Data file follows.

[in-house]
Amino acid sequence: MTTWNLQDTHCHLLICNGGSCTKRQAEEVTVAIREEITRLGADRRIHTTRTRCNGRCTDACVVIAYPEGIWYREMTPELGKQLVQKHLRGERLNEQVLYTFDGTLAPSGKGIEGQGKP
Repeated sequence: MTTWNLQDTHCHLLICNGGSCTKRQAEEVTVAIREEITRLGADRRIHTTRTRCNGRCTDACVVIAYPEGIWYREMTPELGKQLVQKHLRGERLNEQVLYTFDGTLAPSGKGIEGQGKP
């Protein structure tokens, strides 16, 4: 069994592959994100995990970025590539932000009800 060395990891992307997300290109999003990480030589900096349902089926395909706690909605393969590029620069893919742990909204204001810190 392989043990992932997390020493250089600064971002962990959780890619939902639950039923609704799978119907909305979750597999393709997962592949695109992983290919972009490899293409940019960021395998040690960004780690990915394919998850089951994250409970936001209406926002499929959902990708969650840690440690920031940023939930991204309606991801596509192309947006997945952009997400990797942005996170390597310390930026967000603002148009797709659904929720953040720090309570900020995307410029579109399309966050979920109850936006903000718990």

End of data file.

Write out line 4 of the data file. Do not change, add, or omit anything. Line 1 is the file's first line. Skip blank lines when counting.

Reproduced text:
């Protein structure tokens, strides 16, 4: 069994592959994100995990970025590539932000009800 060395990891992307997300290109999003990480030589900096349902089926395909706690909605393969590029620069893919742990909204204001810190 392989043990992932997390020493250089600064971002962990959780890619939902639950039923609704799978119907909305979750597999393709997962592949695109992983290919972009490899293409940019960021395998040690960004780690990915394919998850089951994250409970936001209406926002499929959902990708969650840690440690920031940023939930991204309606991801596509192309947006997945952009997400990797942005996170390597310390930026967000603002148009797709659904929720953040720090309570900020995307410029579109399309966050979920109850936006903000718990």